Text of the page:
How to Prevent An Aggressive Dog from Biting
9 September, 2013

As dog owners, we hope that you never will be in the situation where your dog bites someone.

Maybe your dog is overly aggressive and you aren’t sure what to do about it.  Don’t panic if your dog is this way, because there are ways to help an aggressive dog stop biting other people or animals.

There are three basics that you can to do to prevent your dog from biting (and fighting).

1. Spay or neuter your dog

This important and routine procedure will reduce your dog’s desire to roam and fight with other dogs. Spayed or neutered dogs are much less likely to bite and/or fight.

2. Socialize your dog

Introduce your dog to many different types of people and situations so that he or she is not nervous or frightened under normal social circumstances.

3. Train your dog

Take your dog to a training class and learn how to socialize your dog and train him or her. Every member of your family should learn the training techniques and try to be involved in your dog’s education.

Teach your dog how to behave

Teach your dog how to behave appropriately. Don’t teach your dog to chase after or attack others even just for fun. Your dog doesn’t understand the difference between play and real-life situations. Set appropriate limits for your dog’s behavior. Don’t wait for an accident. The first time he exhibits dangerous behavior toward any person, seek professional help from your veterinarian, an animal behaviorist, or a qualified dog trainer.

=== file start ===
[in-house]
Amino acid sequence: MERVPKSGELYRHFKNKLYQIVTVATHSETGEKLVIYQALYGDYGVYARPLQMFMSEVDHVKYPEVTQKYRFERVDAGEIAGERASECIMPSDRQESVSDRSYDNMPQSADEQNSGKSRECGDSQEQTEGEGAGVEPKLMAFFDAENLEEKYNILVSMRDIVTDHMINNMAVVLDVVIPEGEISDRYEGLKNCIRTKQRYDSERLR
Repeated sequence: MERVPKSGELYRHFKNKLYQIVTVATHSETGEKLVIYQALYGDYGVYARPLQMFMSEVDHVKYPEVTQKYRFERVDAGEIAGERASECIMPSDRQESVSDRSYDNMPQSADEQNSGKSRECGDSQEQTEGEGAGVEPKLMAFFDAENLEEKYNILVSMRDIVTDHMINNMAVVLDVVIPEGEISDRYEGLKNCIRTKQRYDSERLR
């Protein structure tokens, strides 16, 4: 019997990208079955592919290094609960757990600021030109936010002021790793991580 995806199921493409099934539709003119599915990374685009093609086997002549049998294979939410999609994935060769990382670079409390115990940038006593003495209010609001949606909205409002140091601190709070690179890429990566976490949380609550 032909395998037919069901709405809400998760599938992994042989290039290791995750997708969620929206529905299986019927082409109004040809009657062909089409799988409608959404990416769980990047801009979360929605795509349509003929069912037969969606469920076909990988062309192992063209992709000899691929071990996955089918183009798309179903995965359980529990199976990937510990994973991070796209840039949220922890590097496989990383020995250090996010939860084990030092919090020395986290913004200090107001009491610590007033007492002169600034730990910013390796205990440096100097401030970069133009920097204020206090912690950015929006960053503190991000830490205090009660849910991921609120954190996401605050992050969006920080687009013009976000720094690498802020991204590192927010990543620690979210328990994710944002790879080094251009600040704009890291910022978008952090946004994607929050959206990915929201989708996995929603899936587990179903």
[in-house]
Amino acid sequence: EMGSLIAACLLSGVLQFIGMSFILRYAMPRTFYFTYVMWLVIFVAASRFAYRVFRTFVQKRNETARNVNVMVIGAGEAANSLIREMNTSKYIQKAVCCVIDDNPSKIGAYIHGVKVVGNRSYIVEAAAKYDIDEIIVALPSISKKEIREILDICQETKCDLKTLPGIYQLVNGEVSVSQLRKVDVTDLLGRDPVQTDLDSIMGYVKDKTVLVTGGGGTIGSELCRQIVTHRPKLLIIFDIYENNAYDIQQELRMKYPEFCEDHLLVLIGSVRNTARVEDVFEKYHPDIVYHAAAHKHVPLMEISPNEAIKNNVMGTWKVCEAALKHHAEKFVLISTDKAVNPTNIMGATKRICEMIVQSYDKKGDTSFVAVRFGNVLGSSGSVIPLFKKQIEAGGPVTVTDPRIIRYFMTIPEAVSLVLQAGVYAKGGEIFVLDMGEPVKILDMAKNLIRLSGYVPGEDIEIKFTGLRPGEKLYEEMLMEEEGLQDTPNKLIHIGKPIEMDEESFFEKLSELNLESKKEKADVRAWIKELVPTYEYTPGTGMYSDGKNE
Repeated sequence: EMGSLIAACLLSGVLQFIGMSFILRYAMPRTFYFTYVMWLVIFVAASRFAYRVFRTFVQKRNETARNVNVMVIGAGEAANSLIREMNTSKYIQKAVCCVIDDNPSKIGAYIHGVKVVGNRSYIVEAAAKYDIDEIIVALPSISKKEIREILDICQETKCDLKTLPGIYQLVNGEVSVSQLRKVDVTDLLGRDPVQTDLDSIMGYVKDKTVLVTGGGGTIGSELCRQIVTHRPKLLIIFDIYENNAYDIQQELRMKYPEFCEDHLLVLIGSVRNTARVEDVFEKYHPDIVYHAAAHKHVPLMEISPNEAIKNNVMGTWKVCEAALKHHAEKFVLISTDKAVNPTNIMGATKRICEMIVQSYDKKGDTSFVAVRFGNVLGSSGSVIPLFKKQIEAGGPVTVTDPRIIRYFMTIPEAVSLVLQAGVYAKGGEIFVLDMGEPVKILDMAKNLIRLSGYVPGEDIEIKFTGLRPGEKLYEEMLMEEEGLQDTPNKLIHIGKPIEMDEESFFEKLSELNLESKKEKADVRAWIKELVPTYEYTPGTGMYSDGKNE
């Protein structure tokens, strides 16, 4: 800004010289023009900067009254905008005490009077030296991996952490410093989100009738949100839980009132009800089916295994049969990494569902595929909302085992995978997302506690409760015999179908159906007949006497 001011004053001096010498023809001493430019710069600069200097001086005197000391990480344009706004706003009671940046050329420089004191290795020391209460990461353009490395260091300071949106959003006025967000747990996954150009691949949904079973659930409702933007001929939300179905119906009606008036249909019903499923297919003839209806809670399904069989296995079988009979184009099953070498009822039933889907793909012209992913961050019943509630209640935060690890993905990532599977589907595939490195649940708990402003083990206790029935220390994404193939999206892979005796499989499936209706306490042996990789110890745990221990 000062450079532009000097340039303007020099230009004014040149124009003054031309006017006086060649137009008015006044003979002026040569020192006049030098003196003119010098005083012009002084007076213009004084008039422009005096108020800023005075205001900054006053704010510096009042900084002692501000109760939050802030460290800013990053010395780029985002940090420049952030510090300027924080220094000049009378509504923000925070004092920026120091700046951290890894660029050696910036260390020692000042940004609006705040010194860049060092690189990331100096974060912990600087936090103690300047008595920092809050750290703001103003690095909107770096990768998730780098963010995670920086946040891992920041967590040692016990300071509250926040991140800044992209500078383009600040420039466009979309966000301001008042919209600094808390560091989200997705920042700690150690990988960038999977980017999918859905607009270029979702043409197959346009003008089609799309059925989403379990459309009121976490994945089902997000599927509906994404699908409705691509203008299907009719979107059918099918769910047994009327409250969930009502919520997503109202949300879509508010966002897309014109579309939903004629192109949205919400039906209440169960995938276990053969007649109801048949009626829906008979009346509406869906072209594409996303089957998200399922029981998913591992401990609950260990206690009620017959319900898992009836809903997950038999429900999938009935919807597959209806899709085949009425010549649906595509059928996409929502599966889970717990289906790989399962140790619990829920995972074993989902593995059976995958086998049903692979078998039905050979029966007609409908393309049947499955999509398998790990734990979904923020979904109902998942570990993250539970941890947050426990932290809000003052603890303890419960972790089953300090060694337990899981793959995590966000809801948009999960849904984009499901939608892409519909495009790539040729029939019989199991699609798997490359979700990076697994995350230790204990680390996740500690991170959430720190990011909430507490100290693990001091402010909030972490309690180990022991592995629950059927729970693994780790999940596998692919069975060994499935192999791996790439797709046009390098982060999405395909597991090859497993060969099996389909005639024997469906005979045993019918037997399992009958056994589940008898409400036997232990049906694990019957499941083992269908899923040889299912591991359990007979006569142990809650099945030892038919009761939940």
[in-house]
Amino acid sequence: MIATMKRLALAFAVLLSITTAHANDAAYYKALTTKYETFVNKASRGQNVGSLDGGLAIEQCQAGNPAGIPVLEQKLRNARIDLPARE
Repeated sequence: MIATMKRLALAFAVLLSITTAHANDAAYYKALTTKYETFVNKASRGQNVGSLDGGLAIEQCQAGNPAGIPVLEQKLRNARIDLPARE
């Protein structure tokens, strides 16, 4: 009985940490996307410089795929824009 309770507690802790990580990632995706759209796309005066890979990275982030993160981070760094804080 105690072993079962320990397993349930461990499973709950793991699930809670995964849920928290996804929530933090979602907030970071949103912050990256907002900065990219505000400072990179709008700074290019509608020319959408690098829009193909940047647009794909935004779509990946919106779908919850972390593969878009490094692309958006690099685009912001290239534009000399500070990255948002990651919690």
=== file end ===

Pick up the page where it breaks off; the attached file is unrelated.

Take good care of your dogs

It is important to follow your local state laws and license your dog and provide your pup with regular veterinary care, including rabies vaccinations. For everyone’s safety, don’t allow your dog to roam alone. Make your dog a member of your family: Dogs who spend a great deal of time alone in the backyard or tied on a chain often become dangerous. Dogs that are well-socialized and supervised are much less likely to bite.

Keep your dog away from stressful situations

If you don’t know how your dog will react to a new situation, be very cautious.  Your dog may panic in crowds and it is then best to leave him or her at home. If your dog overreacts to visitors try to keep him or her in another room. Work with training professionals to help your dog become accustomed to these and other situations. Until you are confident of his behavior, however, avoid stressful settings.

If your dog does bite someone, below are some recommended steps that you can take:

1.  Seek professional help to prevent your dog from biting again. Consult with your veterinarian, who may refer you to an animal behaviorist or a dog trainer.

2.  If your dog’s dangerous behavior cannot be controlled, do not give him to someone else without carefully evaluating that person’s ability to protect him and prevent him from biting. Because you know your dog is dangerous, you may be held liable for any damage he does even when he is given to someone else.

3.  Don’t give your dog to someone who wants a dangerous dog. “Mean” dogs are often forced to live miserable, isolated lives, and become even more likely to attack someone in the future. If you must give up your dog due to dangerous behavior, try to talk to your veterinarian about alternative options.

I hope that you never get into a situation where you have a dog that bites more than he should, but if this happens, there are ways to combat it.  Good luck!

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